There are multiple things you can do (or stop doing) to improve your breast health. Around 1 in 8 women in the United States will develop invasive breast cancer over the course of her lifetime, according to the National Cancer Institute. Familiarize yourself with all the information surrounding breast cancer so you can make informed decisions about your breasts.

Educate yourself

One of the most important pieces of information you can have is your family history. If your mother or sister has been diagnosed with breast cancer, then you have almost double the risk of diagnosis than somebody with no family history [106-108]. The risk only increases for those who have strong family histories of breast cancer. Consequently, so does the strength to fight.

Get a mammogram

Because mammograms are the most effective screening tool for breast cancer, it is important to know when to get one and how often to get re-screened. This figure from The Susan G. Komen Foundation shows various recommendations from three major health organizations for women with average risk. If you are at a higher risk, you can follow this link to receive more information.

Maintain a healthy weight

When you are overweight, it puts you at risk for diabetes, heart disease, and various types of cancer. If you are a woman after menopause and overweight, then you are at an increased risk for breast cancer. When your ovaries no longer produce most of your estrogen (post-menopausal), fat tissues produce estrogen instead. If you have large amounts of fat tissue, you have higher levels of estrogen which increases your breast cancer risk.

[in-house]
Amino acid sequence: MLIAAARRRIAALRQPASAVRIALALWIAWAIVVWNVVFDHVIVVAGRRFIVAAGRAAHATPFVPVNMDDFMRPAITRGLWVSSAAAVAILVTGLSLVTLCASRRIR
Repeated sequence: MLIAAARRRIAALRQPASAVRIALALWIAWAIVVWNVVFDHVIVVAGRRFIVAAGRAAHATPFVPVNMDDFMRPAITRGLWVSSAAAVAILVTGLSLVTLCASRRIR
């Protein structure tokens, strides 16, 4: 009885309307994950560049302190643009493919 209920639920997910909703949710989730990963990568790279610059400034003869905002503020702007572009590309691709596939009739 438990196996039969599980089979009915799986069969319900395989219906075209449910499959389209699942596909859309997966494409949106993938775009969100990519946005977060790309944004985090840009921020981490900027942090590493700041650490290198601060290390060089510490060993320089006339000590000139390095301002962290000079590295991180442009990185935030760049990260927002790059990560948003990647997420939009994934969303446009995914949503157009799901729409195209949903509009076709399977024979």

Stay physically fit

It is important to stay in shape to keep from gaining weight and increasing your risk of breast cancer. There are multiple studies linking high-levels of physical activity to lower risks in both pre-menopausal and post-menopausal breast cancer. However, there is a stronger correlation between physically active post-menopausal women and a lower risk of being diagnosed [12-15] than with pre-menopausal women. Looking at evidence as a whole, regular exercise lowers your risk of diagnosis by 10-20 percent [91-94].

Maintain a healthy lifestyle

Last week we explored the benefits of following a Mediterranean diet and talked about the multiple health advantages of this diet, especially in relation to breast cancer. In a study published by the International Journal of Cancer, post-menopausal estrogen-receptor-negative breast cancer was 40% less prevalent in women ages 55 to 69 who closely followed the Mediterranean diet. Key components of this diet are keeping with a mostly plant-based diet (fruits, vegetables, whole grains, legumes, and nuts), using olive oil, adding herbs and spices, and limiting red meat.

Reduce drinking & quit smoking

Because alcohol can change the way your body metabolizes estrogen, it can cause blood estrogen levels to rise. In a meta-analysis of 98 studies on breast cancer and drinking, it was found that women who drank alcohol were 11 percent more likely than nondrinkers to be diagnosed with breast cancer [1]. Women who drink more than two to three drinks per day have a 20 percent higher risk than those who do not drink alcohol [20]. In a study that compared causes of death among four groups of women with breast cancer, the highest risk of death from breast cancer was women who smoked heavily. This included women who were former smokers and who quit fewer than 5 years before their diagnosis. Not to mention, smoking increases your risk of lung cancer.


It is important to know what is normal for your ladies. Because they can change size and density, and even hurt during your period, know what is normal for you. If it is normal for them to feel denser and a little swollen before or during your period, know that. If it is normal for them to be extremely sensitive before your period, know that. So, if something irregular happens, you will know. It is also good to give yourself a monthly exam. This way if anything suspicious arises, you can call your doctor immediately, instead of waiting until your yearly exam.